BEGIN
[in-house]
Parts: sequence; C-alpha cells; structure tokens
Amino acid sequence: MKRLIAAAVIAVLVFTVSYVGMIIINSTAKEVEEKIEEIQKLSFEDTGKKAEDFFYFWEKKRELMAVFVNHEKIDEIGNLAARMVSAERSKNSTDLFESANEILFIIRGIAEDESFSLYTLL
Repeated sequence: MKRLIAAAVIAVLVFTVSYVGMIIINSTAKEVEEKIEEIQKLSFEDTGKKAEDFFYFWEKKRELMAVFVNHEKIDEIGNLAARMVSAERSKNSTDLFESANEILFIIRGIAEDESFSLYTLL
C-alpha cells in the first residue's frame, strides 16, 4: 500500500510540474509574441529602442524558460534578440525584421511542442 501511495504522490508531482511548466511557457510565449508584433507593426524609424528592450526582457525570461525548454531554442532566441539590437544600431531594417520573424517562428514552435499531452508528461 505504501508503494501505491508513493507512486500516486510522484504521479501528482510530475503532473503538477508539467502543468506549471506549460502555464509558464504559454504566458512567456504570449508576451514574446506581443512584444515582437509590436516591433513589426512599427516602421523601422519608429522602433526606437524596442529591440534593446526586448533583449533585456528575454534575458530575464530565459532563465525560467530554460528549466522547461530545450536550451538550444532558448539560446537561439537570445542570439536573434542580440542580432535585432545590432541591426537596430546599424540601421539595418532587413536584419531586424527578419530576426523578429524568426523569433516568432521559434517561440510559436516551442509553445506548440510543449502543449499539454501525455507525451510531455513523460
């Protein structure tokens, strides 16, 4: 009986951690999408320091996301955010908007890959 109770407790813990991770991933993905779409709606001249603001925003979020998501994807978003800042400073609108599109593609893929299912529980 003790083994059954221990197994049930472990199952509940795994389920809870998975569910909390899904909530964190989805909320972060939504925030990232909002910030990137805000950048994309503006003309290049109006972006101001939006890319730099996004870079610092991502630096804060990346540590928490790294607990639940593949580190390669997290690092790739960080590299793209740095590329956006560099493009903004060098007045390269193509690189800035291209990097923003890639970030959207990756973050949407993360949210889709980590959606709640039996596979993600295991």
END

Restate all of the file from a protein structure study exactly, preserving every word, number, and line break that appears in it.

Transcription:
[in-house]
Parts: sequence; C-alpha cells; structure tokens
Amino acid sequence: MKRLIAAAVIAVLVFTVSYVGMIIINSTAKEVEEKIEEIQKLSFEDTGKKAEDFFYFWEKKRELMAVFVNHEKIDEIGNLAARMVSAERSKNSTDLFESANEILFIIRGIAEDESFSLYTLL
Repeated sequence: MKRLIAAAVIAVLVFTVSYVGMIIINSTAKEVEEKIEEIQKLSFEDTGKKAEDFFYFWEKKRELMAVFVNHEKIDEIGNLAARMVSAERSKNSTDLFESANEILFIIRGIAEDESFSLYTLL
C-alpha cells in the first residue's frame, strides 16, 4: 500500500510540474509574441529602442524558460534578440525584421511542442 501511495504522490508531482511548466511557457510565449508584433507593426524609424528592450526582457525570461525548454531554442532566441539590437544600431531594417520573424517562428514552435499531452508528461 505504501508503494501505491508513493507512486500516486510522484504521479501528482510530475503532473503538477508539467502543468506549471506549460502555464509558464504559454504566458512567456504570449508576451514574446506581443512584444515582437509590436516591433513589426512599427516602421523601422519608429522602433526606437524596442529591440534593446526586448533583449533585456528575454534575458530575464530565459532563465525560467530554460528549466522547461530545450536550451538550444532558448539560446537561439537570445542570439536573434542580440542580432535585432545590432541591426537596430546599424540601421539595418532587413536584419531586424527578419530576426523578429524568426523569433516568432521559434517561440510559436516551442509553445506548440510543449502543449499539454501525455507525451510531455513523460
């Protein structure tokens, strides 16, 4: 009986951690999408320091996301955010908007890959 109770407790813990991770991933993905779409709606001249603001925003979020998501994807978003800042400073609108599109593609893929299912529980 003790083994059954221990197994049930472990199952509940795994389920809870998975569910909390899904909530964190989805909320972060939504925030990232909002910030990137805000950048994309503006003309290049109006972006101001939006890319730099996004870079610092991502630096804060990346540590928490790294607990639940593949580190390669997290690092790739960080590299793209740095590329956006560099493009903004060098007045390269193509690189800035291209990097923003890639970030959207990756973050949407993360949210889709980590959606709640039996596979993600295991």